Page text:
It can quickly become an odd and confusing situation within the cluster. Imagine living at the crossroads of E. Dover Stravenue and S. Hartford Stravenue, with Canada and Frankfort Stravenues a block away. The U.S. Postal Service recognizes Stravenue as a legitimate suffix with the abbreviation STRA, however, how often would a resident’s mail get misdirected? How often would someone unfamiliar with the stravenue concept — like everyone else on the planet — inadvertently address mail to these locations as avenues instead?

View Stravenues in a larger map

The second cluster follows E. Aviation Parkway on both sides of a large railyard. Between them runs the longest stravenue that I found, the disconnected E. Fairland Stra., which was more than twice as long as the nearest contender. It stretched about 1.3 miles (2 km).

I’m a sucker for a good portmanteau although I’m not convinced that stravenue fills a burning need, nor apparently do people outside of two small corners of Tucson, Arizona.

On April 23, 2013 · 5 Comments

5 Responses to “What the Stravenue?”

  1. Gary says:

    While this is not exactly the same thing as a stravenue, in the area of Florida that I live in two roads have a pormenteau for a streetname. The average person though, by looking at the names, would not know that.

    One of them is a main road in this area, has a route number of 436, and the streetname for most of the route is Semoran Boulevard. It is actually the main road that runs out of Orlando International Airport. Just by looking at the name Semoran it looks like any other ordinary name. But in reality, it is a permenteau. The name Semoran comes from combining the names of the two counties, Seminole and Orange, that it goes through. The Sem- in Seminole and the -oran in Orange combine to make the name.

    There is also a neighborhood street around here that is called Oranole Avenue. About half of it runs right along the county line of Orange and Seminole and gets its name the same way that Semoran does by combining the two county names, in this case the reverse as it gets the Oran- from Orange and the -ole from Seminole.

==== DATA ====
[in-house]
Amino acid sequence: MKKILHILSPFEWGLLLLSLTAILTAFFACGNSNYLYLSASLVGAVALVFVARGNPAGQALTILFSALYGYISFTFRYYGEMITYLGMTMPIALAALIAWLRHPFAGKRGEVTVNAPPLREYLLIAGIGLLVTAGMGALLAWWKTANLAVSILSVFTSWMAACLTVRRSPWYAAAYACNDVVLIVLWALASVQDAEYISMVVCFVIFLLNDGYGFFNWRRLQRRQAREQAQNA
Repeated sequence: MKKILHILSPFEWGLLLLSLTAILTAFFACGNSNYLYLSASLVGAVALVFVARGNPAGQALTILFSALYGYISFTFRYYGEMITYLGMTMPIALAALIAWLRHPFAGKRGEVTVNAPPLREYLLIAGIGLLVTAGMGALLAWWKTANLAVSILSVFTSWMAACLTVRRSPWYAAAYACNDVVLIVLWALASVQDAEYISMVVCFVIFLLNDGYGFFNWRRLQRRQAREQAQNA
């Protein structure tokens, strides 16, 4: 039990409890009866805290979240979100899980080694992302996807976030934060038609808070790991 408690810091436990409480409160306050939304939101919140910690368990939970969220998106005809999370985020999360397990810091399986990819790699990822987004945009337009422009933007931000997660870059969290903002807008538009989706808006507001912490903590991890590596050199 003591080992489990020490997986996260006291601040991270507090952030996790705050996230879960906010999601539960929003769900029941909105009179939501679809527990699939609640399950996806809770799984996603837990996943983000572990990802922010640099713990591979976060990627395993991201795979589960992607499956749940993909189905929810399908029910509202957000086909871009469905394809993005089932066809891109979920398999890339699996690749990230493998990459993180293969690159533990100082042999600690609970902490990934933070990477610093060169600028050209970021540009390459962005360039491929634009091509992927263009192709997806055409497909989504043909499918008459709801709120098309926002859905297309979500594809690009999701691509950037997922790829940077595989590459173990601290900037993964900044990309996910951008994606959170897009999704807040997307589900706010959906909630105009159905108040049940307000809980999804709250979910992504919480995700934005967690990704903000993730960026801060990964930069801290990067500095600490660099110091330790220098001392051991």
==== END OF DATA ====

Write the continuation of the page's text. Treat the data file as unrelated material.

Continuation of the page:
I am sure there are many more streets like that around the country combining the nanes of cities, counties, or even states but those come to my mind right away. Also, I am sure quite a few names of towns or cities in the country do the same thing. Like for instance, in this area there is a place that is roughly halfway between Orlando and Tampa that is informally known as Orlampa. I am sure there are many others, and that might even make an interesting article someday if it hasn’t been done already.

  2. Joshua D says:

    Wow, this is so coincidental for me. I just ordered some music products from Southwest Strings (http://www.swstrings.com), located at 1721 S. Cherrybell Strav, Tucson, AZ 85713. I had no clue what the Stravenue a Stravenue was, and now it has been answered. Thank you for such good timing!

  3. Elev 6400 ft says:

    The north-south county line road between Douglas and Elbert Counties Colorado is of course “Delbert” Road.

  4. Elizabeth says:

    My grandparents and mom lived on Julius Stravanue in Tucson. I love uniqueness of that.

  5. Al Haraway says:

    My father, Alva Louis Haraway, was a draftsman for Del Webb in the 1940’s, when they platted Pueblo Gardens in Tucson, AZ. The subdivision was quite large for the time; it lay east of Campbell south of Aviation, and north of 36th St. We believed at that time that my father and the Dell Webb team coined the term “Stravenue”

Comments are closed.